Ballots or barricades?;Briefing;Analysis;Grammar School Debate

12th March 1999 at 00:00
As parents prepare to exercise new rightsto petition against selection, grammar schools are building their defences.Mike Baker unravels the background to this emotional conflict

Pressure groups are being formed, fighting funds started and slogans and placards dusted down. The grammar-school debate has reopened.

The Government has fulfilled its somewhat limited promise: parents now have the legal right to petition for ballots to eliminate selection. In Ripon in North Yorkshire and in Barnet, north London, parents' groups have already registered with Electoral Reform (Ballot Services) Ltd, which will oversee the ballots.

In many of the 164 remaining grammar schools, defence committees are being formed and parents rallied to the cause. A propaganda war has begun. Kent warned that ending selection in the county could cost pound;150 million, and Trafford estimated it could save pound;250,000 a year by switching to a comprehensive system.

Is it sensible to devote so much energy to just 164 out of more than 4,000 secondary schools in England? The Government clearly thinks so and has left it to parents to initiate change.

In their book Thirty Years On, published in 1996, Caroline Benn and Clyde Chitty estimated that only one quarter of secondary schools have a full quota of the most-able pupils. Selection by grammar schools, independent schools, partially-selective schools - and by property price - have combined to ensure that, although around 90 per cent of schools are comprehensive in principle, most of the school system is not.

The debate is so emotionally charged because it reaches beyond educational arguments to social and class issues.

Former prime minister Margaret Thatcher probably spoke for many when she wrote in her memoirs that grammar schools provided "the means for people like me to get on equal terms with those who come from well-off backgrounds".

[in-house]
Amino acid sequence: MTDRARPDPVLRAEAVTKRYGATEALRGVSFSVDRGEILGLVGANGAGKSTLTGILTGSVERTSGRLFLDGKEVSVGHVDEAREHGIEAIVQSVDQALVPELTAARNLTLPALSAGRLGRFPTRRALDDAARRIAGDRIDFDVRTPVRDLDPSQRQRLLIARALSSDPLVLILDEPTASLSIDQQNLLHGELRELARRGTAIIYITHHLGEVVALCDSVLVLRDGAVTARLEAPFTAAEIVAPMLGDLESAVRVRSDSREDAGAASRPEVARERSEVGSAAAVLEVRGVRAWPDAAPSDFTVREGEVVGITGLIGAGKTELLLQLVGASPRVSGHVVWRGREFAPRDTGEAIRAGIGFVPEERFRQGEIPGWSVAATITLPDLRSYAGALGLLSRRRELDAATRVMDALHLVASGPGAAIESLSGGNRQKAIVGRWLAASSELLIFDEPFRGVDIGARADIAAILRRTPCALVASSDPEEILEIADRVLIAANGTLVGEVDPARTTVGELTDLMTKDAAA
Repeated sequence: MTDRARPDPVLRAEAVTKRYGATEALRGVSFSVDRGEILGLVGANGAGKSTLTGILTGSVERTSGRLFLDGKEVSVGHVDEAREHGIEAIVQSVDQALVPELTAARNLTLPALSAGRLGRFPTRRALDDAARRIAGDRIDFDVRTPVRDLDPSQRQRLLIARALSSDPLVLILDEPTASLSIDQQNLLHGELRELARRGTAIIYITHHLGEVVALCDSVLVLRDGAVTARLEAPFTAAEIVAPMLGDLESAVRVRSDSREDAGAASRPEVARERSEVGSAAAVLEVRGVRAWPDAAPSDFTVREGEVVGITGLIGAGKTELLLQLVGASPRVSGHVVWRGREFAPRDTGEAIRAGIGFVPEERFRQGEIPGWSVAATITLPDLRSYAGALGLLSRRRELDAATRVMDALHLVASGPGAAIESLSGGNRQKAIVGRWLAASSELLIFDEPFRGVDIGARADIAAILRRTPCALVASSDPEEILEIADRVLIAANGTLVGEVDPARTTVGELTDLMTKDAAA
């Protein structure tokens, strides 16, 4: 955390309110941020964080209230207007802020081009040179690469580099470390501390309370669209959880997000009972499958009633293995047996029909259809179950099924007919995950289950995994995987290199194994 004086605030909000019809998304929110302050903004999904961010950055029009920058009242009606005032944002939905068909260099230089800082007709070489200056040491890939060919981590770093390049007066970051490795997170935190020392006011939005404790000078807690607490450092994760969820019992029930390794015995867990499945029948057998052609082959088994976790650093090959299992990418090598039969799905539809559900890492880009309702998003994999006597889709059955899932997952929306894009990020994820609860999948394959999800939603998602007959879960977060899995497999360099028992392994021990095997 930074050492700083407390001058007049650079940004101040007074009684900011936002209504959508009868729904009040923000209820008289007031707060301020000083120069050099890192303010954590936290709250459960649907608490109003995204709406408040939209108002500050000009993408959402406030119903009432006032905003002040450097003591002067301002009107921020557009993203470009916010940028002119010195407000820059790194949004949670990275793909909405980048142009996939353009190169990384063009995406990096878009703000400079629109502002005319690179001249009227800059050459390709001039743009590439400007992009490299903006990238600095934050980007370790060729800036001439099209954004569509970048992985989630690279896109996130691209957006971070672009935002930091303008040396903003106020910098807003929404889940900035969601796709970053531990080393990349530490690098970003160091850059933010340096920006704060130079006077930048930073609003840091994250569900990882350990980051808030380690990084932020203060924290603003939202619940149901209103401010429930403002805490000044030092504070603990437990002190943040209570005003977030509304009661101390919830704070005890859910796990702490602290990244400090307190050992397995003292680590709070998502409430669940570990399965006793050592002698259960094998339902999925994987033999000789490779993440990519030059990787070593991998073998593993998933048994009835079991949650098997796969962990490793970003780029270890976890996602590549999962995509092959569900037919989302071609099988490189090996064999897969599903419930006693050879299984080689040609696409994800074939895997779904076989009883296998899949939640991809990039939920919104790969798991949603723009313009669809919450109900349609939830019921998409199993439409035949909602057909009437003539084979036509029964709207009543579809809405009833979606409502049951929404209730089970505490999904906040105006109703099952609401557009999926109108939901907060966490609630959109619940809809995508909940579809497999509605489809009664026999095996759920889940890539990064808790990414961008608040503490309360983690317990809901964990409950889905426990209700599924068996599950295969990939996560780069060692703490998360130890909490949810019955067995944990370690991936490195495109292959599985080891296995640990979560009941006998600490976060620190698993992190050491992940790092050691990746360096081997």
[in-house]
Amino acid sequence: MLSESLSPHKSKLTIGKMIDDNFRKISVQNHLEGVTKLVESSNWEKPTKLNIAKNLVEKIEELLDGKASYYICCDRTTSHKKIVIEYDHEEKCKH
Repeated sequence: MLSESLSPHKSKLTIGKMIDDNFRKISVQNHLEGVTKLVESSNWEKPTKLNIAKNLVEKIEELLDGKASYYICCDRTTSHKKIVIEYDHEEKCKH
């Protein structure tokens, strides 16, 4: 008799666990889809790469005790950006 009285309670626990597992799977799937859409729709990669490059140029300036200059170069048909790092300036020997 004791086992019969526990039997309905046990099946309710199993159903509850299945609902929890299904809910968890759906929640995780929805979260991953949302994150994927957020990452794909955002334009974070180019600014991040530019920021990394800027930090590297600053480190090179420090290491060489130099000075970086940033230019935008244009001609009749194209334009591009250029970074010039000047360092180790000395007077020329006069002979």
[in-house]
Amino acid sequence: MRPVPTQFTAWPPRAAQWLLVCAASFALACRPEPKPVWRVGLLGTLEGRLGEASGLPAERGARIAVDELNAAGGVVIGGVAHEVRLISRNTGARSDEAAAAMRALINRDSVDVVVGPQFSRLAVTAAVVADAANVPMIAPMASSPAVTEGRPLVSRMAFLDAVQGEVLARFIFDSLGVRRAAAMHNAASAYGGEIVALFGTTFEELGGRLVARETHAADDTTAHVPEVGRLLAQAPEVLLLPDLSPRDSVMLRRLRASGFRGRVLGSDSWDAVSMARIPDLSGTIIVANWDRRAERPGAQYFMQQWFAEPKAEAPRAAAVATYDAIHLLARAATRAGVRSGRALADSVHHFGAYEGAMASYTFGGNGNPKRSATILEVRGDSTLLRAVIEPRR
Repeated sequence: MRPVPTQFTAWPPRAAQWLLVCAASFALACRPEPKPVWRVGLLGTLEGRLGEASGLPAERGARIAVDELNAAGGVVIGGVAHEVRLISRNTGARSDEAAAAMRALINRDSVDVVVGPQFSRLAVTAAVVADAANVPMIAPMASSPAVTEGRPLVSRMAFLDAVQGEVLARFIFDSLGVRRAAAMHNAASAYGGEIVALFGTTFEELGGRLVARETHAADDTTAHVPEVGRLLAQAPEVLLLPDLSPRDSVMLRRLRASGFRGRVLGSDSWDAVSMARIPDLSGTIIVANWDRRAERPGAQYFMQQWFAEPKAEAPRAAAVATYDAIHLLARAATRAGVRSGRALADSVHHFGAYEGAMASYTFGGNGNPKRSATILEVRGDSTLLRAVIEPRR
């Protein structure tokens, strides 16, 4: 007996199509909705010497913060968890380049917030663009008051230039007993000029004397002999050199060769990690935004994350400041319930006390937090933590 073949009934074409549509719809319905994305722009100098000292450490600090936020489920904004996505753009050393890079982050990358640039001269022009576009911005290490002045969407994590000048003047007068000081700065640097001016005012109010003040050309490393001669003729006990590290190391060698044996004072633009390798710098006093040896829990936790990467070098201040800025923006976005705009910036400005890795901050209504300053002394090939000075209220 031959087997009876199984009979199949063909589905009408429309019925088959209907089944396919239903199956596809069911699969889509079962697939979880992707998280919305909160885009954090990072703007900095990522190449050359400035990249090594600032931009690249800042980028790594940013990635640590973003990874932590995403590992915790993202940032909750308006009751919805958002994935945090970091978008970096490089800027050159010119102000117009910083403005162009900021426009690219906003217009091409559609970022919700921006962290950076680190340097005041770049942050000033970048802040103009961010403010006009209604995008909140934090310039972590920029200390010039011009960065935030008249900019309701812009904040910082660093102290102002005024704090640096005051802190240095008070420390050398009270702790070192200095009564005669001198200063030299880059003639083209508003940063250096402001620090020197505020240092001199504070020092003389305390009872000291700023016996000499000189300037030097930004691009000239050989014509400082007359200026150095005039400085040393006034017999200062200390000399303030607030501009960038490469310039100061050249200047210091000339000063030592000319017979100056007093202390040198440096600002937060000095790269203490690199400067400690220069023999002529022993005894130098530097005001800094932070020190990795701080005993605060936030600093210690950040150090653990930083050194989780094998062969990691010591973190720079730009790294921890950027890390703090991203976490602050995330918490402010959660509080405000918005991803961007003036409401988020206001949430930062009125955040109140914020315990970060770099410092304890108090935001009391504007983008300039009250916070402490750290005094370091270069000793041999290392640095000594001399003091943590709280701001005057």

On the other side there is the resentment when children cannot get into their local school because it selects brighter pupils from well outside the area. In Kingston upon Thames, for example, only around one-third of entrants to the two grammar schools come from within the borough.

The debate might have ended long ago if the Labour government had required, rather than simply requested, local councils to reorganise along comprehensive lines in its landmark circular of 1965. Labour only announced its intention to force LEAs to reorganise three years later when its hold on power was already slipping.

In 1970, as Conservative education secretary, Margaret Thatcher immediately withdrew the request for school reorganisation. Yet around a third of the secondary-school population was already being educated in comprehensive schools. The momentum was irresistible. Ms Thatcher approved the end of more grammar schools than any other secretary of state .

Labour's return to power in 1974 renewed hostilities. This was a period of bitterness, division and frustration, and growing doubt over standards and the quality of schools.

This background explains Labour's nervousness over grammar schools. Privately, ministers believe it is not worth letting the genie of division and acrimony out of the bottle when so few schools remain fully selective. They are frightened, too, of giving opponents any chance to portray them as antagonistic to high academic standards. To oppose schools which are getting good results would risk being "off message".

The shift on grammar schools almost exactly reflects the transformation from "old" to "New" Labour. Labour's 1992 manifesto was unequivocal: "We will end selection at 11 where it still exists." As late as the 1995 party conference, David Blunkett could try to reassure the grass roots by saying: